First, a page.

One must-see stop on our trip to Taiwan is Shilin Night Market in Taipei. Everyone that we talked to before our trip mentioned it once they found out we were visiting Taiwan. The main part is a large building with dozens of small food vendors under one roof, but walk a block or two and you’ll find yourself faced with huge street of shopping and more food stands. I’d guess that it’s usually a madhouse, but luckily we arrived after the school children rush and it wasn’t a weekend.
Food is the main attraction at Shilin, so I made sure to arrive with an appetite. Unfortunately, being in a crowded, enclosed area where all sorts of food is being fried does something to stifle my appetite. I ended up getting only a handful of things to eat.
First and foremost was the stinky tofu. I couldn’t risk getting too full to eat this, so I had one right away. It was freshly fried so that it was crispy on the outside and custardy inside with that mildly sour fermented tastes. Since it’s almost impossible to get the real deal in LA, I savored each bite.
On to dish number two, oyster omelette — one of the more famous dishes of the night market. It’s tastes about what you’d expect from the name. The cook threw a handful of small oysters onto a griddle, some batter made up of eggs and potato starch, and chopped cabbage. Once the omelette is ready, the cook puts it on a dish, squirts some sweet chili sauce on top, and it’s time to dig in. Like a regular omelette, it tastes strongly eggy, but also very umami thanks to the oysters. The potato starch gives the whole thing a kind of strange, sticky, chewy consistency.
To combat all the fried foods, there are also bittermelon shake stands littered throughout the area. The melon they use is a white, milder bittermelon, which makes the shake infinitely more palatable. The shake is sweetened with either honey or pineapple, but I forgot which. Bittermelon is such a wonder-food that I after I drank a full glass of it, I felt that the healthiness of bittermelon balanced out all the junk food I was eating that night.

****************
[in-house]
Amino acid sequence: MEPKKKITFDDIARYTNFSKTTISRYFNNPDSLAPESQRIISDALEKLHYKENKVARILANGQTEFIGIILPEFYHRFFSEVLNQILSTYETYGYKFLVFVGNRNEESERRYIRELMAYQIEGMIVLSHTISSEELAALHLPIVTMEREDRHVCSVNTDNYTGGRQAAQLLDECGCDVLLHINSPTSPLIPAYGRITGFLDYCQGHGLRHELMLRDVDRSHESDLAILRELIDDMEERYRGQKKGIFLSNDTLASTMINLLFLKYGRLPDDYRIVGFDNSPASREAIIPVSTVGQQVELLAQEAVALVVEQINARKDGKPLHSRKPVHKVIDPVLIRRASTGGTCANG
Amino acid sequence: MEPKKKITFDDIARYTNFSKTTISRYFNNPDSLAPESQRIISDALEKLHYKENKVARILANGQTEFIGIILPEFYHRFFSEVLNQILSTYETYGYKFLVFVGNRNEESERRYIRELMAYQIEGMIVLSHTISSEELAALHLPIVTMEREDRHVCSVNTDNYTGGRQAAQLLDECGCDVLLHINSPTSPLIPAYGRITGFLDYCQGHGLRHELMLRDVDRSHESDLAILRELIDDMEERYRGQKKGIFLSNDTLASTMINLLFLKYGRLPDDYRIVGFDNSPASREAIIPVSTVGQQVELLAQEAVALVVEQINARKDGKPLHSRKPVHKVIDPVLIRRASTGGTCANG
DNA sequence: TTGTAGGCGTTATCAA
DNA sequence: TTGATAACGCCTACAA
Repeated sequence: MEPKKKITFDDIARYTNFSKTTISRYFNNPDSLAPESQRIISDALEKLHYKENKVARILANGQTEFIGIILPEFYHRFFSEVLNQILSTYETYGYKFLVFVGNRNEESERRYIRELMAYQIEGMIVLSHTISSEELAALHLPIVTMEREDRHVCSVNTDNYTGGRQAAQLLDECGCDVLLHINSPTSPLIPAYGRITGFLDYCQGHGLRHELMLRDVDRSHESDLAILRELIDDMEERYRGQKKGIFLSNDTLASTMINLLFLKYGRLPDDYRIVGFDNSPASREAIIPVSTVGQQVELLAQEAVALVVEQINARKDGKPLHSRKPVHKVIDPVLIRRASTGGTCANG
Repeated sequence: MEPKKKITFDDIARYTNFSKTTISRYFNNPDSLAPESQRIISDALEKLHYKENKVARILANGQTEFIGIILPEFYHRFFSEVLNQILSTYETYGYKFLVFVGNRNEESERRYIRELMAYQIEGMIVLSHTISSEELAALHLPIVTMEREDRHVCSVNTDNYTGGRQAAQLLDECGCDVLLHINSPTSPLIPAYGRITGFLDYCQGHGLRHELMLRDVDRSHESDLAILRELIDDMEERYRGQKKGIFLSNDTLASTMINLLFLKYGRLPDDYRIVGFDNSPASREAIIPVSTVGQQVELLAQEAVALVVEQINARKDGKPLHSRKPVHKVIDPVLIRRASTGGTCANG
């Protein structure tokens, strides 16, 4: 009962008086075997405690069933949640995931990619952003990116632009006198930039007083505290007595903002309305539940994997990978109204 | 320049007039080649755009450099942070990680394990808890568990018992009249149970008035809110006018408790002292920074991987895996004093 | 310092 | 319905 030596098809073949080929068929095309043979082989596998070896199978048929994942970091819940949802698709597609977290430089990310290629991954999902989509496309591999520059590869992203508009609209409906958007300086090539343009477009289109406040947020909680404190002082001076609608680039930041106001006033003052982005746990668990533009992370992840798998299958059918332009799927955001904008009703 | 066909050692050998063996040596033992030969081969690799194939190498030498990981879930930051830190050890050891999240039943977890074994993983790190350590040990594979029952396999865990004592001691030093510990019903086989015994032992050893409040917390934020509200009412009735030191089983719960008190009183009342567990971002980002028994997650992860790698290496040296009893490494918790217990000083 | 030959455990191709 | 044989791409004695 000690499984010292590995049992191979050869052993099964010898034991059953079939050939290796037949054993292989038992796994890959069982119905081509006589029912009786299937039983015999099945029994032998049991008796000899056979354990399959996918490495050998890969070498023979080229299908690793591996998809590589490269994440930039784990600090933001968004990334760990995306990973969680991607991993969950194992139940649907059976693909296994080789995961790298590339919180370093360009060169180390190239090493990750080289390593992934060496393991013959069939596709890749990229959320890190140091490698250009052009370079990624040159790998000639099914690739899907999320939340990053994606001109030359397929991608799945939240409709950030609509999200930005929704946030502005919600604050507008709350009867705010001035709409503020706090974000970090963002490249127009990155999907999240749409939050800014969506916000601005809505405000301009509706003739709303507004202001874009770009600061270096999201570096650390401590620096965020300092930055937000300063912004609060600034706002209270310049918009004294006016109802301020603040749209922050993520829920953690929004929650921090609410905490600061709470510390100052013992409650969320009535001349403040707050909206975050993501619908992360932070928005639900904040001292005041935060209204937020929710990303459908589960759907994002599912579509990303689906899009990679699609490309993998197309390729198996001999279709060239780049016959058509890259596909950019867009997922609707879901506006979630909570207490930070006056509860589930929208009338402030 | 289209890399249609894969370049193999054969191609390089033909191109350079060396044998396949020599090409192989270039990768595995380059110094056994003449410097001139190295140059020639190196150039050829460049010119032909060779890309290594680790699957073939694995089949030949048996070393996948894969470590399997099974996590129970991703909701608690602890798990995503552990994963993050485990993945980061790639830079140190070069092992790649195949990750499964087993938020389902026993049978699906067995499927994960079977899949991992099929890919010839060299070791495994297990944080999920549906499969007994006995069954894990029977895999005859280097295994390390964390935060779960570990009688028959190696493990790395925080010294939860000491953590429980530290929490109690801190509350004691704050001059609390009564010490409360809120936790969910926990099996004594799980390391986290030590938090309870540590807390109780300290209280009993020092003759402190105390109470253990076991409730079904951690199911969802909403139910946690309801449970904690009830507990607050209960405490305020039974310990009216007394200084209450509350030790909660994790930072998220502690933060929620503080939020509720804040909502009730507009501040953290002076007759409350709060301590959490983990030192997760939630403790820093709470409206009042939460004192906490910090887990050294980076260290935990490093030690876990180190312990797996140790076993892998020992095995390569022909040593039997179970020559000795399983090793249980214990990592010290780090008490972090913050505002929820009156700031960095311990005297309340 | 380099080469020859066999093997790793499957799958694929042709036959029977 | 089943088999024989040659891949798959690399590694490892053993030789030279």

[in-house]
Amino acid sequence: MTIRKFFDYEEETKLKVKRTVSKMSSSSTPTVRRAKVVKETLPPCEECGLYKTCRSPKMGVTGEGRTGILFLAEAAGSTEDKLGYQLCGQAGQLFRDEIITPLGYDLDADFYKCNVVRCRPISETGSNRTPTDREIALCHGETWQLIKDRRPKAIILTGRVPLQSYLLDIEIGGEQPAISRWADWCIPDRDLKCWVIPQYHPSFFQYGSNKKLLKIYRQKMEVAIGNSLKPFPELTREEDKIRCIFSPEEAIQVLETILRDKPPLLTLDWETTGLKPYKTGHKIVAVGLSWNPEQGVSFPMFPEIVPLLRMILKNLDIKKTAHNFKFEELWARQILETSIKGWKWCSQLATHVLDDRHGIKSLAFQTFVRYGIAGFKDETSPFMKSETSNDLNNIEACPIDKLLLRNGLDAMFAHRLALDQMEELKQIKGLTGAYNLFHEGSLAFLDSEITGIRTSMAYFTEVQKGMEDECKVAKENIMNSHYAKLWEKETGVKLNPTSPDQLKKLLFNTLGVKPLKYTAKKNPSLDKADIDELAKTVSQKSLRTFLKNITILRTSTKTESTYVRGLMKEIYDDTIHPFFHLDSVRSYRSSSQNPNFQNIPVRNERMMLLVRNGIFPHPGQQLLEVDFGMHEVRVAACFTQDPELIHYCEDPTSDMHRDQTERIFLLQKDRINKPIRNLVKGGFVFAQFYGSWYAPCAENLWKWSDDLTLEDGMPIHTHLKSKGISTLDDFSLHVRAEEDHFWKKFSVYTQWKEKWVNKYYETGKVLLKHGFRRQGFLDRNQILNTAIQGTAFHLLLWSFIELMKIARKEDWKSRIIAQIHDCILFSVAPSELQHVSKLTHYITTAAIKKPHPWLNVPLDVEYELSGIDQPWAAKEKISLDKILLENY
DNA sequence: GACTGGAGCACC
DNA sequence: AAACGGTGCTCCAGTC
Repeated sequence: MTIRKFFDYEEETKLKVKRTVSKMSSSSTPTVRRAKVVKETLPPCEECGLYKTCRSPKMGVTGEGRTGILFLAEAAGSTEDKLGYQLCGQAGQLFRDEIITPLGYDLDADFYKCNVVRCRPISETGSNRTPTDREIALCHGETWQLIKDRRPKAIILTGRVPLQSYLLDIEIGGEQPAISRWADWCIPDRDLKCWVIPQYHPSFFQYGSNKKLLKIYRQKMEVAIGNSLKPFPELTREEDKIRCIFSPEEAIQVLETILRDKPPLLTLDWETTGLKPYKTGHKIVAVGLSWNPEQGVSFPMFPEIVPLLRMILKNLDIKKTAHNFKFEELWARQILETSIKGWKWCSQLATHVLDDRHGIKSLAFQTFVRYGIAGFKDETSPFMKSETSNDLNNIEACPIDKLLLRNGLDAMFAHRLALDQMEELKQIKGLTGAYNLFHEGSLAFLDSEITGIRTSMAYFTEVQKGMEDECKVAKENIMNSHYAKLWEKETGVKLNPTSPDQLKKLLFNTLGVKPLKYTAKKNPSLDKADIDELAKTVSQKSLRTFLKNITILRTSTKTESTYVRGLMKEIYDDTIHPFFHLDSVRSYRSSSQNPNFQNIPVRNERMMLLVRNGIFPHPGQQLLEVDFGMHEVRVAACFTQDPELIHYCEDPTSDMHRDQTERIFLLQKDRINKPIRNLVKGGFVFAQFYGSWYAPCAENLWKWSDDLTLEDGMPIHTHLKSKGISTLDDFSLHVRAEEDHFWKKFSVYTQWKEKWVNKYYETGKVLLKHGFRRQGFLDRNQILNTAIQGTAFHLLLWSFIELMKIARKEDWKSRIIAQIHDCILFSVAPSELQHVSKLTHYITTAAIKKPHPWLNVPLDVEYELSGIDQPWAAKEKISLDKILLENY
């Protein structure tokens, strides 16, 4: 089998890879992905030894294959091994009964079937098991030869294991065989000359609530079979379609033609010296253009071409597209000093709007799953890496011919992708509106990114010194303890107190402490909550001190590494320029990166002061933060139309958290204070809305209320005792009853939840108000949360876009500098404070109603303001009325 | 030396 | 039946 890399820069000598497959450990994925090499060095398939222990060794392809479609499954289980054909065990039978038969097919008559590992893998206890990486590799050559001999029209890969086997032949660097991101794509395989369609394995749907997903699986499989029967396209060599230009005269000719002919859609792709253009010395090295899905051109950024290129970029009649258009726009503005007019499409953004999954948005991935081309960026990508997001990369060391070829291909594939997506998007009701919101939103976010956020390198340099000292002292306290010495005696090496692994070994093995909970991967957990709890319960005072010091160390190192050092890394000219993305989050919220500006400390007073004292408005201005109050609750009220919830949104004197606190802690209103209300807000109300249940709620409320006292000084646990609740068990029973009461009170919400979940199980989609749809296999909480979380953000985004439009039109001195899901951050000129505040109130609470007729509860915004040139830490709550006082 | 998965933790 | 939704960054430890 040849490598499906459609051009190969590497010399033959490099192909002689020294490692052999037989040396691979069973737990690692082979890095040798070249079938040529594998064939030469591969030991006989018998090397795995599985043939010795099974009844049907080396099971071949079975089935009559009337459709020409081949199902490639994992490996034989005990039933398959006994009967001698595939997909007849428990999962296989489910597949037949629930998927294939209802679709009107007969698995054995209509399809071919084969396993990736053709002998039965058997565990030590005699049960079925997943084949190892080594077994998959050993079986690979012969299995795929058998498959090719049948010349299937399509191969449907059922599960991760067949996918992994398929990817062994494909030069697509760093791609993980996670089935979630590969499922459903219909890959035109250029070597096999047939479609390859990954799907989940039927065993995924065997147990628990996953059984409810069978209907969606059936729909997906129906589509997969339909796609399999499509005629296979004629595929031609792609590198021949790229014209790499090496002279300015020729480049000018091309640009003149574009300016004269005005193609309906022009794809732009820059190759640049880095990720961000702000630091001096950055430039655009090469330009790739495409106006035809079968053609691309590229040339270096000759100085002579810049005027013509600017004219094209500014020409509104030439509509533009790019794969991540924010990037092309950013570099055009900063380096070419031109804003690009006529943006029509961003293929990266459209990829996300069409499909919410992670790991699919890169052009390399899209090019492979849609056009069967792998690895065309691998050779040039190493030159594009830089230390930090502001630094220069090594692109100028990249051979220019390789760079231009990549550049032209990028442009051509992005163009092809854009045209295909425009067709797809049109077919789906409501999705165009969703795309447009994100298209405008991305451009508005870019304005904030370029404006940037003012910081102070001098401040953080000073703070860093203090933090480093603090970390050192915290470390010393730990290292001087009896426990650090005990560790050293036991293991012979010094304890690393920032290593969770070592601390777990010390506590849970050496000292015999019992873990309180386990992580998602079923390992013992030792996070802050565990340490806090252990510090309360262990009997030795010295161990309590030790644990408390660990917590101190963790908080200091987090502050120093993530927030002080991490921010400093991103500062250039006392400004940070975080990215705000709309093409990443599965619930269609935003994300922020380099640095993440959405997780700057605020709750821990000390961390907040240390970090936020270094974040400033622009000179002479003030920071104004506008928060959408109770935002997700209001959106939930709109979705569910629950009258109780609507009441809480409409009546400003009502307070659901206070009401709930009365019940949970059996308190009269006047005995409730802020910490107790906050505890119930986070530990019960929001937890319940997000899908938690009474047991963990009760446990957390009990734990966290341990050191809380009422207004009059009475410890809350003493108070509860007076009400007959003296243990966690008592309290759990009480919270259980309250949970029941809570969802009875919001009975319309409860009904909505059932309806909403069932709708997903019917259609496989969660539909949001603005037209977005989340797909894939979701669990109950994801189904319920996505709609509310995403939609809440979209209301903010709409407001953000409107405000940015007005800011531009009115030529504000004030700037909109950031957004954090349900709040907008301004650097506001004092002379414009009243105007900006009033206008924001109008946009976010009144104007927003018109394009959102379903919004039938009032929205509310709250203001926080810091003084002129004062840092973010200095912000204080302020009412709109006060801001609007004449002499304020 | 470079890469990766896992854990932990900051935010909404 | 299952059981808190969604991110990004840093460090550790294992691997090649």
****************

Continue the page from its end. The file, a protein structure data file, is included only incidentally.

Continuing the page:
I felt so good after the bittermelon shake that I grabbed a sausage on a stick on the way out. This natural casing sausage (you can tell by the texture and bite) was stuffed with sticky rice and savory bits of meat. It was tasty, but I felt a bit of unease walking around with a sharpened stick so close to my mouth on the street. Any stray jostle and I could have an unwanted piercing.
In addition to all the fried foods, there are also fruit carts near the night market. The girl running this particular one kept handing me free samples of all the strange fruit I hadn’t had before. She was a pretty good salesperson because we left about $3 USD lighter, but with a bag of fruit to munch on. There were cherry tomatoes stuffed with sweet perserved olives (it’s a weird Chinese thing, but don’t knock it till you’ve tried it), green mangoes, sour plums, and something between a pear and an apple (no, not an apple-pear) that I wish we had in LA.
Yes, Shilin Night Market is touristy, and yes it can be a zoo, but it’s worth visiting. It’s convenient to get to on the MRT line. Just make sure to get off at Danshui station, not Shilin station which is kind of confusing. Once at the station, it’s right across the street — hard to miss thanks to the throngs of people streaming in and out of it. After grabbing a few dishes of food to eat, there was also a shopping district a block or so away that’s open late to walk off the food at.